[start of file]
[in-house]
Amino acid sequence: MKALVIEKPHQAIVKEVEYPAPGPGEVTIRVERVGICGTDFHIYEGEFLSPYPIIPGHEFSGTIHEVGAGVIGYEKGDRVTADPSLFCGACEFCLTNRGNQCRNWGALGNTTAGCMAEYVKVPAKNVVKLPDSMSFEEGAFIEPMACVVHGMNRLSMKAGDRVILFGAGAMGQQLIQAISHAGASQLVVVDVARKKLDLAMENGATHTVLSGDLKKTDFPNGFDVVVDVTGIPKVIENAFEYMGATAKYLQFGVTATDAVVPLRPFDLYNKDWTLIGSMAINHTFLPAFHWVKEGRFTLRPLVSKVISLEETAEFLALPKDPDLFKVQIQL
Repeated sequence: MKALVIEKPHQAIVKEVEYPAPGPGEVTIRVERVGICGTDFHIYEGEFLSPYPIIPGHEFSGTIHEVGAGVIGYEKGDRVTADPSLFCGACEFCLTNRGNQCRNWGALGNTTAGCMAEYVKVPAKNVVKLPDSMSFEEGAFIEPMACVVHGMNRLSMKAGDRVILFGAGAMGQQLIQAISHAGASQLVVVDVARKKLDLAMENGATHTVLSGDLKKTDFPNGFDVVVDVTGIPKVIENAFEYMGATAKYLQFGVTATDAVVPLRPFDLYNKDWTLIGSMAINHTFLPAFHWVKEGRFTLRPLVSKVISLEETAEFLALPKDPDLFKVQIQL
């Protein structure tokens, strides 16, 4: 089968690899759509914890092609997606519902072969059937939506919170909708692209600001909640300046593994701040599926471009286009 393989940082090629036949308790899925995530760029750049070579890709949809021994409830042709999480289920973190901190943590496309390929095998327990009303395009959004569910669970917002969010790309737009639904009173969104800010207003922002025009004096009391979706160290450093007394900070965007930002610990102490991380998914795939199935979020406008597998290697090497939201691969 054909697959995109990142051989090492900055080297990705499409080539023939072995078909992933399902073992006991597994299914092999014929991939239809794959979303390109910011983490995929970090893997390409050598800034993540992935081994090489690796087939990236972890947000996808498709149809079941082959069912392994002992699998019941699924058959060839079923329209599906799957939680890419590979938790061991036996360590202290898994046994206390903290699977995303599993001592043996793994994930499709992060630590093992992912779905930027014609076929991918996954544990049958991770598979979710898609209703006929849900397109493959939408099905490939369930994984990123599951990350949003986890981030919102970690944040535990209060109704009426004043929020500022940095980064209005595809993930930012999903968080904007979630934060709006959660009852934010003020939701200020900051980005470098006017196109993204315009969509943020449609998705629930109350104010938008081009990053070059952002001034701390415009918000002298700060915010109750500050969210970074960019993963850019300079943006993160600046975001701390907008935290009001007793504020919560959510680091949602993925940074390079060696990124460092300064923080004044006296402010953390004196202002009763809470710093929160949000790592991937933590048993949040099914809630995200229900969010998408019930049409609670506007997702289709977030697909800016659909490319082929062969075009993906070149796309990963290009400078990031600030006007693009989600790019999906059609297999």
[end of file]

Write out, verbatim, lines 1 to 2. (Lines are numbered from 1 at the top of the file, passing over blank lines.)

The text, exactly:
[in-house]
Amino acid sequence: MKALVIEKPHQAIVKEVEYPAPGPGEVTIRVERVGICGTDFHIYEGEFLSPYPIIPGHEFSGTIHEVGAGVIGYEKGDRVTADPSLFCGACEFCLTNRGNQCRNWGALGNTTAGCMAEYVKVPAKNVVKLPDSMSFEEGAFIEPMACVVHGMNRLSMKAGDRVILFGAGAMGQQLIQAISHAGASQLVVVDVARKKLDLAMENGATHTVLSGDLKKTDFPNGFDVVVDVTGIPKVIENAFEYMGATAKYLQFGVTATDAVVPLRPFDLYNKDWTLIGSMAINHTFLPAFHWVKEGRFTLRPLVSKVISLEETAEFLALPKDPDLFKVQIQL